By Ron J. Jackson,Lee Spencer White,Phil Collins
The twenty-year-old Joe stood along with his grasp, Lieutenant Colonel Travis, opposed to the Mexican military within the early hours of March 6, 1836. After Travis fell, Joe watched the battle’s final moments from a hiding position. He was once later taken first to Bexar and puzzled by means of Santa Anna in regards to the Texan military, after which to the progressive capitol, the place he gave his testimony with obvious candor.
With those few proof in hand, Jackson and White searched via plantation ledgers, journals, memoirs, slave narratives, send logs, newspapers, letters, and courtroom records. Their decades-long attempt has printed the description of Joe’s biography, along a few startling evidence: so much particularly, that Joe used to be the more youthful brother of the recognized escaped slave and abolitionist narrator William Wells Brown, in addition to the grandson of mythical trailblazer Daniel Boone. This booklet lines Joe’s tale from his beginning in Kentucky via his lifestyles in slavery—which, in a gruesome irony, resumed after he took half within the Texans’ conflict for independence—to his eventual break out and disappearance into the shadows of history.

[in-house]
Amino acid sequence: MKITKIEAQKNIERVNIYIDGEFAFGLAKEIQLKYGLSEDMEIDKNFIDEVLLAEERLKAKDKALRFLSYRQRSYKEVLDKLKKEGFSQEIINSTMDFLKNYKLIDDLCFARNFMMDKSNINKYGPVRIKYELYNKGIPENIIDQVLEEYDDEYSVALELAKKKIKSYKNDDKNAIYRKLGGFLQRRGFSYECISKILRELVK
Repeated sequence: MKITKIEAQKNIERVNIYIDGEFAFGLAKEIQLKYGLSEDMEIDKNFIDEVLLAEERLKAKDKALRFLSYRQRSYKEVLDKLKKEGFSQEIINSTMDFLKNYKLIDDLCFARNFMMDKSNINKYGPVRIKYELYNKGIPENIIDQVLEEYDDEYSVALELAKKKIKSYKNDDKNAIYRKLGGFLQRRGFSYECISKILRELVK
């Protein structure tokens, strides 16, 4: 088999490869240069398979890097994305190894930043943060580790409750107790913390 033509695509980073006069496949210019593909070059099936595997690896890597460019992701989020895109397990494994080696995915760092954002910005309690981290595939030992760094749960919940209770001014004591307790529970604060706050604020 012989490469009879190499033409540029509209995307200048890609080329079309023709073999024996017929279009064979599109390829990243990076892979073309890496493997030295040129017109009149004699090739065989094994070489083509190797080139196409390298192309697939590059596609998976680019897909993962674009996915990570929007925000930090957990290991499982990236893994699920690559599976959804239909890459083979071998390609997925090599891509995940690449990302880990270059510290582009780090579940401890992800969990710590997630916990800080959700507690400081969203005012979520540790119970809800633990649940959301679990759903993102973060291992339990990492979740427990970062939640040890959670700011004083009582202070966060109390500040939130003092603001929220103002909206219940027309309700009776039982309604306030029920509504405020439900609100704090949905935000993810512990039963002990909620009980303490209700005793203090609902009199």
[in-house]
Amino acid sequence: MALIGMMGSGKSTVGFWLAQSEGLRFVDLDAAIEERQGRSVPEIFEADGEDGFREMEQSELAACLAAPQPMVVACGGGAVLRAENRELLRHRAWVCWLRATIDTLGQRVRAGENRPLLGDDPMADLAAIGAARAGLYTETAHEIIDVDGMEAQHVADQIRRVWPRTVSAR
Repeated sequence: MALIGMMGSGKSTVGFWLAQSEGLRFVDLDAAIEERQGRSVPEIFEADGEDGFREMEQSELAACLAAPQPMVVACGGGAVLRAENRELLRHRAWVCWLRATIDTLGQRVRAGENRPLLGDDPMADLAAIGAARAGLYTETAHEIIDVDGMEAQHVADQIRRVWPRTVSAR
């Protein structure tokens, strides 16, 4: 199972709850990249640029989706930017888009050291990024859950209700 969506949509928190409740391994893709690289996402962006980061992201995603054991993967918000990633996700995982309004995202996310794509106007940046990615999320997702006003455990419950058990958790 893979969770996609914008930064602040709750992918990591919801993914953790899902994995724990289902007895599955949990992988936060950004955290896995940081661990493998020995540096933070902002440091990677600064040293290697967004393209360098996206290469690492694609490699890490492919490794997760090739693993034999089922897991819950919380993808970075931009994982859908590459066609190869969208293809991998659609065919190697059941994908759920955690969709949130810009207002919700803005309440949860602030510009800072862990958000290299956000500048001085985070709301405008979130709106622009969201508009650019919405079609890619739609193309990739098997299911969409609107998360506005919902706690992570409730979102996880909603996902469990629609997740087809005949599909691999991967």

Joe, the Slave Who grew to become an Alamo Legend recovers a real American personality from obscurity and expands our view of occasions important to the emergence of Texas.